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الجناح الشمالي الشرقي لحلف شمال الأطلسي (الناتو)- فرص التدخل المستجدة: لمحة عامة

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Research Questions

  1. How is Russian aggression shaping the demand for U.S. Air Force and defense engagement along NATO's Northeastern Flank?
  2. What specific initiatives should the U.S. seek in its engagement with these countries as a result?

Russian aggression in Ukraine, combined with Russian snap exercises on NATO's borders, multiple aerial incursions into NATO and partner territory, cruise missile modernization, nuclear modernization, anti-Western rhetoric, and domestic political uncertainty, have forced a deep reassessment of U.S. strategy, plans, and posture in Europe and other regions in which Russia is active. Renewed tensions with Russia have important implications for Air Force strategy, posture, and regional engagement in Europe. RAND was thus asked to assess opportunities for enhanced partnering in the region in the face of Russian aggression, and the study for which this document is the executive summary focuses on the implications of the changing relationship with Russia for U.S. Air Force partnership activities in a group of key allies and partner states in northeastern Europe.

Key Findings

  • U.S. Defense Priorities in Central Europe Are Shifting
  • Key Countries Where New Opportunities for Deeper Partnerships Are Emerging Include the Baltics, Finland, Poland, and Sweden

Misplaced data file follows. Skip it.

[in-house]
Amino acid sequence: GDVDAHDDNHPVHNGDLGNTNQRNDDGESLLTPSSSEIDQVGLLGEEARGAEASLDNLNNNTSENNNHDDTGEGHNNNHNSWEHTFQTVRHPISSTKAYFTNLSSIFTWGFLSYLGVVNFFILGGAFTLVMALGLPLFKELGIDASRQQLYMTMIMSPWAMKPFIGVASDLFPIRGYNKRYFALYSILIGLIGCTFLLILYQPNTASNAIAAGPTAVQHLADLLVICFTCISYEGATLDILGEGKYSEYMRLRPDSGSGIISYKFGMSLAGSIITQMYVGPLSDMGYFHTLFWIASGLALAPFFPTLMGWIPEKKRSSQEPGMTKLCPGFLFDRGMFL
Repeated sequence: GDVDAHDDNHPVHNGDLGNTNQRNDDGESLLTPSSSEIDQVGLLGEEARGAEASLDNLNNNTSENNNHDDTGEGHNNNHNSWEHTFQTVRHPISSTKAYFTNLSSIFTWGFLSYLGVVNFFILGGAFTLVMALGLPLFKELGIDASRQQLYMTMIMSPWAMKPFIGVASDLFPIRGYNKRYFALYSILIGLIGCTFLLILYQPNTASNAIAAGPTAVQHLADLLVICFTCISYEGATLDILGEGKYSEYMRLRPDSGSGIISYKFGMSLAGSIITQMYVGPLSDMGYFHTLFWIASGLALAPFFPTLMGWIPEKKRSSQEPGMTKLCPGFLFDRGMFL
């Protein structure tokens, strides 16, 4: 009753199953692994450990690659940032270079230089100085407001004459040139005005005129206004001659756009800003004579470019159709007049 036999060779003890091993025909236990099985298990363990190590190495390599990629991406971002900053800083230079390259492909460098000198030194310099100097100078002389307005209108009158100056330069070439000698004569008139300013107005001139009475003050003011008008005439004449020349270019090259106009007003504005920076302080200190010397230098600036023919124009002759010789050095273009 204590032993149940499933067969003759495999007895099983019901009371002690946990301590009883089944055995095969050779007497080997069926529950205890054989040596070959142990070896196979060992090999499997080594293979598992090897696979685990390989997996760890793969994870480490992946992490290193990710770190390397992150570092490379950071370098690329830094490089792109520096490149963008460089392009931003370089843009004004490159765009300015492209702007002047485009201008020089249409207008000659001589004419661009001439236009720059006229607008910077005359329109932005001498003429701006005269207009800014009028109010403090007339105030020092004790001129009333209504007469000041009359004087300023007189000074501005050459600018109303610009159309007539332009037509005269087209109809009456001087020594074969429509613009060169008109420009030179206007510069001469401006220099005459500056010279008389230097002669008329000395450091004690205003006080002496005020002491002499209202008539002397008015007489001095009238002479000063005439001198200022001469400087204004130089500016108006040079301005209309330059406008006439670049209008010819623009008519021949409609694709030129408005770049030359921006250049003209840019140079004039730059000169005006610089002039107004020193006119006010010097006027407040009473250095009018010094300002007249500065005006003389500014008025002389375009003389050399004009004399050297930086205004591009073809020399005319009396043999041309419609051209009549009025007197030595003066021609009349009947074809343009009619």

• U.S. Engagement Strategy Should Focus on Strengthening Deterrence in the Baltic States

Recommendations

  • Poland: Ensure a secure logistics and staging point for forward based U.S./NATO operations in the region.
  • Sweden and Finland: Support efforts toward their capability to defend their airspace for extended periods with high confidence and minimal U.S./NATO support so they can serve as a launching point for allied logistics and air operations of the Baltics if needed.
  • Baltic States: Ensure these states can rapidly receive allied ground forces and support allied air forces, for deterrence in peacetime as well as in a crisis.

Research conducted by

The research reported here was sponsored by the United States Air Force and conducted by the Strategy and Doctrine Program within RAND Project AIR FORCE.

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